He may have been billed from Death Valley when he became The Undertaker, but Mark Callaway is a Texas boy head to toe. Born in Houston, Callaway first went to school at Angelina College in Lufkin, TX, later enrolling at Texas Wesleyan University in Fort Worth. Callaway broke into the business at the world famous Sportatorium in Dallas for Fritz Von Erich’s World Class Championship Wrestling, later moving on to WCW, ultimately ending up in WWE as The Undertaker. Not getting too far from his Texas roots, Callaway and his wife, former WWE Divas Michelle McCool, now live in Austin.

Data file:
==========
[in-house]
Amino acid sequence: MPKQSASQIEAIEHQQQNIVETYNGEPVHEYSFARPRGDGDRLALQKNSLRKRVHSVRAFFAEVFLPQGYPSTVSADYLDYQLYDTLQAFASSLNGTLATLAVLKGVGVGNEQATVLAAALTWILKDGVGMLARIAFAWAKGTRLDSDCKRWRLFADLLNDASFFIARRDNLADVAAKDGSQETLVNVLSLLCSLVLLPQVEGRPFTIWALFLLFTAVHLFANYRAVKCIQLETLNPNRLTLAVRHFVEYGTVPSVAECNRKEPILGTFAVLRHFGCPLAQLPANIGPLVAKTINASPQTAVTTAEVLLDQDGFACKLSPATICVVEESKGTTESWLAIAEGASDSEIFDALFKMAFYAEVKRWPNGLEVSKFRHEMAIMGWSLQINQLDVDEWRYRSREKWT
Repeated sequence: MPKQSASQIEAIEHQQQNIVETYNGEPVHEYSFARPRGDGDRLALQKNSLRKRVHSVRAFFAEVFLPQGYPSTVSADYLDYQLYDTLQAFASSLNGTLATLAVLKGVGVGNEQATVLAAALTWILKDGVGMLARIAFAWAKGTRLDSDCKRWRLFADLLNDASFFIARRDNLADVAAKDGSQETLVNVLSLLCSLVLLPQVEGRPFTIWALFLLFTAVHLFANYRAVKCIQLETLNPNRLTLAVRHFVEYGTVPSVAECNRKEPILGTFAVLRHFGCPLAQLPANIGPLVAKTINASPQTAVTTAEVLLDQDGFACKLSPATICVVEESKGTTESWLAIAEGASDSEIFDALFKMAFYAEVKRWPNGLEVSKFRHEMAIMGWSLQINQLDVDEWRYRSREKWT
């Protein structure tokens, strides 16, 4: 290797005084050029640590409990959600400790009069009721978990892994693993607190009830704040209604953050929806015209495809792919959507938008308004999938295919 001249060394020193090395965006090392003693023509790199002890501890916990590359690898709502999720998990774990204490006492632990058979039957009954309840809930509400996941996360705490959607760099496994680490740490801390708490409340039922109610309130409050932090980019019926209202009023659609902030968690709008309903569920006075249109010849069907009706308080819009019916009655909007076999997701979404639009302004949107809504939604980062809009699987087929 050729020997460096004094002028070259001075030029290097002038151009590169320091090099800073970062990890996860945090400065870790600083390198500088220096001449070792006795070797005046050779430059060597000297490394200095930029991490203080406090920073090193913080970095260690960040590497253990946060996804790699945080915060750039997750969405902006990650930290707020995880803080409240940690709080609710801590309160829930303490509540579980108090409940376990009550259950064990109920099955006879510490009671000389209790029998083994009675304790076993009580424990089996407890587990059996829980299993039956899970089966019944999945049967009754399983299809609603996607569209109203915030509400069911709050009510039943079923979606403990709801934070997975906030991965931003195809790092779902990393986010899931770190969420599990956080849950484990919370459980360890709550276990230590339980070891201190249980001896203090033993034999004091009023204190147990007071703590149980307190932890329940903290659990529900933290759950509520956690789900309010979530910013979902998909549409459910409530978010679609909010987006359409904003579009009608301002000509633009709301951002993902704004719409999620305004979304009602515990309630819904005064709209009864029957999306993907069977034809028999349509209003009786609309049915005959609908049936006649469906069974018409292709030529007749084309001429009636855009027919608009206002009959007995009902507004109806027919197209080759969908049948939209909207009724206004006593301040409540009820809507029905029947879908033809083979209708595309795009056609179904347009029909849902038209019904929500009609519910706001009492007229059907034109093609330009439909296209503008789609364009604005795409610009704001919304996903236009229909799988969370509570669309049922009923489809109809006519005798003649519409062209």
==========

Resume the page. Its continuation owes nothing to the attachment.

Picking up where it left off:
Quite possibly the most famous wrestling family of all time, the Von Erichs were synonymous with Dallas and Denton. Being the top draw for father Fritz’s World Class Championship Wrestling, viewers in Texas saw the Von Erich boys grow up, and mourned with the family when the eldest son David passed away while on an overseas tour in Japan. David’s memorial show at Texas Stadium drew a record-breaking crowd, culminating in Kerry Von Erich winning the NWA title from Ric Flair, an accolade David was in line to win.